Achieving aluminum's mass at steel's cost

Using variable-wall technology to optimize tubular structures

The Tube & Pipe Journal September 2007
September 11, 2007
By: Scott Thibodeau, Tanya Weber-Bateman

Tube traditionally is produced with a constant wall thickness, leaving design engineers stuck with designing tubular parts and unable to optimize them. A tube with variable wall thickness changes all that. This technology allows design engineers to specify the wall thickness in various areas of a tubular component—increasing the wall thickness in bend regions to prevent splitting and decreasing wall thickness elsewhere to reduce part weight.


Figure 2Finite element analysis (FEA) of a conventional stamped part, left, and a similar component made with variable-wall-thickness tube, right, shows that the tubular part has fewer areas where design approaches material limits (indicated in red).

Automakers continuously strive to reduce motor vehicle mass, mainly for efficiency and environmental reasons such as improving fuel efficiency and reducing emissions. However, as they reduce vehicle weight, they must try to avoid compromising other important criteria, such as strength and energy management. They look for technologies, techniques, and processes that satisfy these various, and often conflicting, objectives.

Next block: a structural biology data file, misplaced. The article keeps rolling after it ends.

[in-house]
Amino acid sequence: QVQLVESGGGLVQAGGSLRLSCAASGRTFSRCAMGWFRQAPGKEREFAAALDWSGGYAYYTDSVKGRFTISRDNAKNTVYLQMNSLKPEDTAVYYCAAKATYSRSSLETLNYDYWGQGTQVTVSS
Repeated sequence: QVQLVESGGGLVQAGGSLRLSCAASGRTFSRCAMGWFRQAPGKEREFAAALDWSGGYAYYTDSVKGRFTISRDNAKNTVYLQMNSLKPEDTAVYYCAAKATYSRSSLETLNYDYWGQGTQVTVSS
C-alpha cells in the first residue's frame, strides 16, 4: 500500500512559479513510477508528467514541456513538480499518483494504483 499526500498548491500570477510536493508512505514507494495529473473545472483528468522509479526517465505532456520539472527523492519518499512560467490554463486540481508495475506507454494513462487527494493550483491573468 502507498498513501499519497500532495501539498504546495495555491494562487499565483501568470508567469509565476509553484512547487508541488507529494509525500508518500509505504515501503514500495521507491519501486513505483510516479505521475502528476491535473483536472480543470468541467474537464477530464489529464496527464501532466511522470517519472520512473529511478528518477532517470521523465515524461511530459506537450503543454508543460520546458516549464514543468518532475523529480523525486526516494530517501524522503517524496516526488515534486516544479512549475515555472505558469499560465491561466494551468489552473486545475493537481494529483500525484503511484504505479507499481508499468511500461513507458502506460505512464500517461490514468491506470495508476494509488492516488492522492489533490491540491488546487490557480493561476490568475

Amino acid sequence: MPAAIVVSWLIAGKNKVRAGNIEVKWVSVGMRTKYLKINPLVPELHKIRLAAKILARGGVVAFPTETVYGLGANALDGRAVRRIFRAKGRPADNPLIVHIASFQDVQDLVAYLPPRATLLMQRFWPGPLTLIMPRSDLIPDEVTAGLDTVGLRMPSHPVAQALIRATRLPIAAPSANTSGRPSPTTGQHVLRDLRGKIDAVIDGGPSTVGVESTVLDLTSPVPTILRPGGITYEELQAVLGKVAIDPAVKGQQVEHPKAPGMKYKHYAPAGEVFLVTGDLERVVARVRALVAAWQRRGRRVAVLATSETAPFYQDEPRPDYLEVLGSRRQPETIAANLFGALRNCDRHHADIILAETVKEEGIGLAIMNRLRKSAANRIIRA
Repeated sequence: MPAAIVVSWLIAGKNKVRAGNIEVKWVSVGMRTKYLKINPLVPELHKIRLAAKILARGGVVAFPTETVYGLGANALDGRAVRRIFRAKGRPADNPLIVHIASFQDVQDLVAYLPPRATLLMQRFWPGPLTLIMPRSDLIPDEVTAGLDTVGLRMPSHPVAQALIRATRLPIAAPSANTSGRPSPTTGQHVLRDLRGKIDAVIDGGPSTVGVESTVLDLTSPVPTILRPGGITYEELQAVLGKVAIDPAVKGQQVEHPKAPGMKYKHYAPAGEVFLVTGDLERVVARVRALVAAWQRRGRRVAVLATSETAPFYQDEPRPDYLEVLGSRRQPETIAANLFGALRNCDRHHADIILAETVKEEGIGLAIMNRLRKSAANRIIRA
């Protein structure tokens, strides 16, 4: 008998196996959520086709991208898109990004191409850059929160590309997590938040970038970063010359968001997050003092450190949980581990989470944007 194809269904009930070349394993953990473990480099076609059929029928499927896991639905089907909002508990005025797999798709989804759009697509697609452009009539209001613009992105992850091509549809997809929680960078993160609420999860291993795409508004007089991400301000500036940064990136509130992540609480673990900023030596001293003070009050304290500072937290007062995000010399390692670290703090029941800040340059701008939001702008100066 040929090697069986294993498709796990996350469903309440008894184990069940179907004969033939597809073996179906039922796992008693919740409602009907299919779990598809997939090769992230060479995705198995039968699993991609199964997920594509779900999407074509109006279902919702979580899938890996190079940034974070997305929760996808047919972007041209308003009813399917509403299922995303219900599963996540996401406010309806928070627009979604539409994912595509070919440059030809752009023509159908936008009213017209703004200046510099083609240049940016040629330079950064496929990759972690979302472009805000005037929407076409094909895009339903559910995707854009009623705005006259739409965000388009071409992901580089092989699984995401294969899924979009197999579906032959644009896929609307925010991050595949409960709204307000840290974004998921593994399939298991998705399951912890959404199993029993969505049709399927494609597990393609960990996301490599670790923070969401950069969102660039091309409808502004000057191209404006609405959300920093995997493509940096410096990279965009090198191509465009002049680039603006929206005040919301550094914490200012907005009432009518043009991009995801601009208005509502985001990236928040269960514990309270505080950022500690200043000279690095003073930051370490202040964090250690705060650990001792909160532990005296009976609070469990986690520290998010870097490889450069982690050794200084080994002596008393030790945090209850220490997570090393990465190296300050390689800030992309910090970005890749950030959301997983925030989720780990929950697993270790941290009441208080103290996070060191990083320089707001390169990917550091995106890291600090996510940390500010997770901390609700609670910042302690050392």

They also must consider process and functional characteristics. If a design engineer changes a part, how will the manufacturing engineers make the new part? How will the line workers join the various parts to make assemblies? When finished, will everything work as intended?

Tubular Versus Stamped Components

Much of a vehicle's weight is in the structural frame, and most frames are made from steel. The exception is aluminum, which is used in some automobiles.

Figure 1
Compared to a traditional stamped automotive part, a similar tubular component has less mass and requires less welding. In this case, the reductions were more than 9 percent mass and 19 percent in weld length.


Mass (kg)

Weld Length (mm)

Performance Fore/Aft Loading



mass axle table

Figure 3The mass of an axle made from a variable-wall-thickness material was nearly 32 percent less than the mass of an axle made from a constant-wall-thickness material.


Red scale set to 1.0 x material strength




Red scale set to 1.0 x material strength